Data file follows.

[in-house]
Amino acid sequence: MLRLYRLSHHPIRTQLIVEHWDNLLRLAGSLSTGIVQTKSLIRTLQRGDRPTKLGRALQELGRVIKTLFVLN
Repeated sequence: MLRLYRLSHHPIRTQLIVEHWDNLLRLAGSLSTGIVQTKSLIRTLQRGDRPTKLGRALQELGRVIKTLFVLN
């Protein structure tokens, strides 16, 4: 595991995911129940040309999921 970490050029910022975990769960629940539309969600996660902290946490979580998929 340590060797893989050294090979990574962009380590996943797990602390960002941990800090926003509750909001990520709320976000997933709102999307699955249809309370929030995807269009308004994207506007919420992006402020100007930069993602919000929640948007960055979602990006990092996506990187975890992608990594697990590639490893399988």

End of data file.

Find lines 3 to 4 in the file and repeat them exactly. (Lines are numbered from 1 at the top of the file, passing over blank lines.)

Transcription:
Repeated sequence: MLRLYRLSHHPIRTQLIVEHWDNLLRLAGSLSTGIVQTKSLIRTLQRGDRPTKLGRALQELGRVIKTLFVLN
């Protein structure tokens, strides 16, 4: 595991995911129940040309999921 970490050029910022975990769960629940539309969600996660902290946490979580998929 340590060797893989050294090979990574962009380590996943797990602390960002941990800090926003509750909001990520709320976000997933709102999307699955249809309370929030995807269009308004994207506007919420992006402020100007930069993602919000929640948007960055979602990006990092996506990187975890992608990594697990590639490893399988």